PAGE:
THE YEAR’S PAST EXHIBITIONS IN THE SARAH MOODY GALLERY OF ART
Rob Matthews: Knoxville Girl | Christopher Davison: Darkness / Light / Darkness
21 August – 21 September 2008
Two Philadelphia-based artists’ works on paper are featured in this exhibition. Rob Matthews will share the sequential drawings that have been in circulation around the region. Knoxville Girl is fascinating in its ability to coerce its patrons into the role of witness to disquieting circumstances. Matthews holds an MFA degree from Virginia Commonwealth University. Christopher Davison is a Philadelphia-based artist who has had his drawings included in a number of exhibits produced here and abroad. His colorful animated forms are both playful and foreboding. Davison completed his MFA in Printmaking from Tyler School of Art.
Look Away – Selections from the Permanent Collection
2 October – 2 November 2008
Each year the gallery assembles an exhibit from our Permanent Collection, which is dedicated to the acquisition of contemporary art. Begun by Sarah McCorkle Moody, the collection contains primarily drawings, prints, paintings, photographs and small-scale sculpture, from which will be selected more than fifty pieces. View photos of the installation here.
Reunion: Scott Stephens and Judy Major-Girardin
13 November – 14 December 2008
Two University of Alabama alumni will join forces in a presentation of paintings and printed based art work. Both artists who completed their MFA in Studio Art in 1983 have achieved successful careers as artists in academia. Stephens is professor of printmaking at the University of Montevallo. Major-Girardin is associate professor of art in the School of Art, McMaster University, Ontario. In their own ways, each artist observes and responds to landscape and flora within the natural world, transforming the subject matter through layering and patterning into planar compositions created with painting and printmaking techniques. View photos of the installation here.
Elizabeth Murray Prints
8 January – 8 February 2008
A selection of prints by the late Elizabeth Murray will offer our community an insightful examination of one of America’s prominent contemporary artists who forged her artistic career with a truly unique approach to deploying image, form, space and movement within her work. Works featured in this special exhibition are on loan from Gemini, G.E.L. of Los Angeles, and the exhibition is made possible with the support of the Farley Moody Galbraith Endowed Exhibition Fund. These prints reveal the energy of experimentation inherent in Murray’s artistic process. Her prints expose her signature use of circular or spiral form to advance motion, irregularly shaped and divided picture plane, vibrant color palette, and lyrical (often domestic) subject matter. The complexities of her art work reflect those of an ambitious female New York based painter immersed in the male dominated art world of the 1970’s. Murray studied Printmaking and Painting at the Art Institute of Chicago and Mills College, Oakland before venturing to New York which would become her home throughout her professional career. Murray’s distinctively shaped and incised canvases break with the art-historical tradition of illusionistic space in two-dimensions. Jutting out from the wall, Murray’s artwork pioneered the blurred line between painting as an object and painting as a space for depicting objects. She rebelled against the popular Minimalist movement, favoring instead the Neoexpressionists. Elizabeth Murray transformed her own narrative into a formalized language of shape, form and color. Her prints reflect the sensibilities found in her painting but also provide evidence of her ongoing dedication to drawing. Breathing life into domestic subject matter, her prints include images of cups, drawers, utensils, chairs, and tables. Such familiar objects are morphed into cartoonish fingers and floating eyeballs—macabre images that are nightmarish, appearing frozen in movement. Elizabeth Murray’s works are represented in prominent public art collections across America and abroad. Recently she was the subject of the PBS series ART 21, an ongoing documentary series dedicated to the lives and careers of contemporary artists. View photos of Patterson Sim’s lecture and reception here.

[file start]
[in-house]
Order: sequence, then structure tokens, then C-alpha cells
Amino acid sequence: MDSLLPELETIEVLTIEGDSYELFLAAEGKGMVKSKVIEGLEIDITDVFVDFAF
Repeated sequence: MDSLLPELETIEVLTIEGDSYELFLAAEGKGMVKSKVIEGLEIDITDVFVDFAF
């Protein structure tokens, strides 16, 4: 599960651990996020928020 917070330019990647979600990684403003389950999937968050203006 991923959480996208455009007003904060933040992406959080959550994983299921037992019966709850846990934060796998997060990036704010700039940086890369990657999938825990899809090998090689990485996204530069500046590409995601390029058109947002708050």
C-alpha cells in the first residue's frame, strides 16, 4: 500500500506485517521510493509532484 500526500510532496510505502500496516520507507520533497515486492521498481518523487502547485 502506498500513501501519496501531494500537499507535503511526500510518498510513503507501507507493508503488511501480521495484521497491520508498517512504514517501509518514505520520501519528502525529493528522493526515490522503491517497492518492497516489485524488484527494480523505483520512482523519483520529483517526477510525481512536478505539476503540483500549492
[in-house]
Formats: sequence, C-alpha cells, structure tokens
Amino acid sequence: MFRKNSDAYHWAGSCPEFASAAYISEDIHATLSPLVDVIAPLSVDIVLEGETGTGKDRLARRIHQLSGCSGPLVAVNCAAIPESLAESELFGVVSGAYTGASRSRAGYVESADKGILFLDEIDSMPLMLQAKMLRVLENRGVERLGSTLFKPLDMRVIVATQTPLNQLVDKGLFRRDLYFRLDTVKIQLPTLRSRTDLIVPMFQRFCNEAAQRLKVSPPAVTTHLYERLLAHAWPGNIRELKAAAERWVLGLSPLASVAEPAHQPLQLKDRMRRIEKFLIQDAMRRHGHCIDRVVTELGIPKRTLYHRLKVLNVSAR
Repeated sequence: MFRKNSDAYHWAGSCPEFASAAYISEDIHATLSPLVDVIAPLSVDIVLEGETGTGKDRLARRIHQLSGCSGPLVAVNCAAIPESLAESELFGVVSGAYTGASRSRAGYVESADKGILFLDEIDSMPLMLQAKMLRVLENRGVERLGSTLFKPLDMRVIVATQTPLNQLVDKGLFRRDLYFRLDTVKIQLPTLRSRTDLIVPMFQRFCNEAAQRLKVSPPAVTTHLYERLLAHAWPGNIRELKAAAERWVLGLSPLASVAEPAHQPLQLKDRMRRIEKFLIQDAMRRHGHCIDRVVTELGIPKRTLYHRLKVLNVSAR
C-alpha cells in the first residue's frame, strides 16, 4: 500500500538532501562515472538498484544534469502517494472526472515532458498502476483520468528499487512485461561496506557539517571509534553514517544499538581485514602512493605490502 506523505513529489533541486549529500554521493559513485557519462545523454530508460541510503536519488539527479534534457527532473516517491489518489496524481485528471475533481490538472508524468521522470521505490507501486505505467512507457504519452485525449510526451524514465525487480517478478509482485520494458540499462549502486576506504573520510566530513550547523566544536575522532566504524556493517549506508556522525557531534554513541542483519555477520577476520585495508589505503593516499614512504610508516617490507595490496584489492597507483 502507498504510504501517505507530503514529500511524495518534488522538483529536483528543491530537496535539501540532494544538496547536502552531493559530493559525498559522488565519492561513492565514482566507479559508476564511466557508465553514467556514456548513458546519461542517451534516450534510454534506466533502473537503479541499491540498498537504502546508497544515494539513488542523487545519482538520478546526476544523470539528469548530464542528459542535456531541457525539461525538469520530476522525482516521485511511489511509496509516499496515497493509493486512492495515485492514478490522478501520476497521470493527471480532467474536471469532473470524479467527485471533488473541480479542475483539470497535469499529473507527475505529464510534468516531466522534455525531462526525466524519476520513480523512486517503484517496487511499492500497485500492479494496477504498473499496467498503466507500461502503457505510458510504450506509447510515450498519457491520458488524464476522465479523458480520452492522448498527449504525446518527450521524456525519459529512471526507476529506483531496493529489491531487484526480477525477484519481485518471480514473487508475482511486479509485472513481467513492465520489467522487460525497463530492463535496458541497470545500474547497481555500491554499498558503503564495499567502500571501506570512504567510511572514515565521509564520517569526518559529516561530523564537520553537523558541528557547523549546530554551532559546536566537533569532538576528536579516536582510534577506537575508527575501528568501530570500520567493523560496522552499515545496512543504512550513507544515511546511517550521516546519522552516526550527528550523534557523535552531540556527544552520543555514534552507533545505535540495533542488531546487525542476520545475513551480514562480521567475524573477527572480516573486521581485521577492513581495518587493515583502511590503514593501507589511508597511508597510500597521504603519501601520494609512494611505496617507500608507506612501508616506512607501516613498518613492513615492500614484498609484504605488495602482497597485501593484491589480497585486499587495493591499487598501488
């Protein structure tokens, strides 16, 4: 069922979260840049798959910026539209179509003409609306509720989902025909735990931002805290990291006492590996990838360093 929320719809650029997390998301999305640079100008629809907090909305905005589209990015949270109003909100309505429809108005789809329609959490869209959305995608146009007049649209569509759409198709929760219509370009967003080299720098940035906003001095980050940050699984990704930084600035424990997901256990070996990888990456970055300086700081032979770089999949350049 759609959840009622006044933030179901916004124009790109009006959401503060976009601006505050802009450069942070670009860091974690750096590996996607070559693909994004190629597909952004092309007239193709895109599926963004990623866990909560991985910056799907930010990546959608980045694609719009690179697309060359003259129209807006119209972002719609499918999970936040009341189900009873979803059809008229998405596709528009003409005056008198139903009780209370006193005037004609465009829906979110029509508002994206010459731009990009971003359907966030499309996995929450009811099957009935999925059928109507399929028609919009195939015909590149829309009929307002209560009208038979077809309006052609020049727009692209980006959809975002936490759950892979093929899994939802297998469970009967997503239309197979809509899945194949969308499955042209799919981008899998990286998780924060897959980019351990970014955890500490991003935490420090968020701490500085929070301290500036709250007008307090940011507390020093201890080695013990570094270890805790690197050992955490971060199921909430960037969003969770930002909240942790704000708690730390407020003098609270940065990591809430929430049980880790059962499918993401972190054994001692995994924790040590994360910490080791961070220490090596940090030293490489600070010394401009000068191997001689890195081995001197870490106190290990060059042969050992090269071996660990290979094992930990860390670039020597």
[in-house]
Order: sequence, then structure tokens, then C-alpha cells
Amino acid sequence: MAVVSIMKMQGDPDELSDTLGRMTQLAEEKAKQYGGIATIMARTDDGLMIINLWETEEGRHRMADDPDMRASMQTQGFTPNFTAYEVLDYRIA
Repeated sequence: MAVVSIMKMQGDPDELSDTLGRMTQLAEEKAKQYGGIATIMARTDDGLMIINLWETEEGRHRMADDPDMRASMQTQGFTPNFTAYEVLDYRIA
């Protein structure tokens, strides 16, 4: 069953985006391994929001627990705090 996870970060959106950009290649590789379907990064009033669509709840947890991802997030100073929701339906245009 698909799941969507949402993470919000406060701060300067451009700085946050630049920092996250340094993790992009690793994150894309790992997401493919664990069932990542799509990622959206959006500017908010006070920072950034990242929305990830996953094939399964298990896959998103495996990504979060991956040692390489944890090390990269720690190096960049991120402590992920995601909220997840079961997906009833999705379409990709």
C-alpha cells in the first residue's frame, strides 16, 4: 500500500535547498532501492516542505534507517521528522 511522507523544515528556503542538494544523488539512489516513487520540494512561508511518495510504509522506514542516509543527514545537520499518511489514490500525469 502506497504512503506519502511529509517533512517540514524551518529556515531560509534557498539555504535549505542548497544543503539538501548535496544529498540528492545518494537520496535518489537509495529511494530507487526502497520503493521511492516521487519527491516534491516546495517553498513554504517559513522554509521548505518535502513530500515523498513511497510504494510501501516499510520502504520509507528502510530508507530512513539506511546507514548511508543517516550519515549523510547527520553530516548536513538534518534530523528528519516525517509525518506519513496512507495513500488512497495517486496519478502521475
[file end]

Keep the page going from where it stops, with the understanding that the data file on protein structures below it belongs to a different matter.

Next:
2009 Windgate Fellows Exhibition
19 February – 29 March 2009
This inaugural exhibition event will feature the work of Art Department students who have been awarded Windgate Fellowship support to pursue their studies in studio art media areas of Painting, Sculpture, Printmaking and Ceramics. Students will participate in the selection and preparation of works for the exhibit, and in the installation design. View photos of the installation here.
Clytie Alexander: Diaphans
9 April – 15 May 2008
Alexander’s Diaphans focus on the relationship between object and the space around an object. The art work creates floating planes which employ light, shadow and reflection to generate a meditative presence. Clytie Alexander’s background includes experience in both Art anad Engineering. She divides her residence between Los Angeles and New York and has exhibited Diaphans on both coasts. Her international exhibition venues include the cities of Milan, Rome and Tokyo. Her pieces have been included in notable group exhibitions with other artists such as Louise Nevelson, Daniel Buren, Charles Arnoldi, Jon Yau and Max Gimblett. Works for this exhibition are on loan courtesy of Betty Cunningham Gallery, New York, NY. View photos of the installation here.
Funding support for the Sarah Moody Gallery of Art comes from the Department of Art and Art History and the College of Arts and Sciences. Receptions and lectures are free and open to the public. Gallery hours are 9:00-4:30 weekdays and 5:00-8:00 Thursday evenings. For more information, contact the gallery at 348-1891.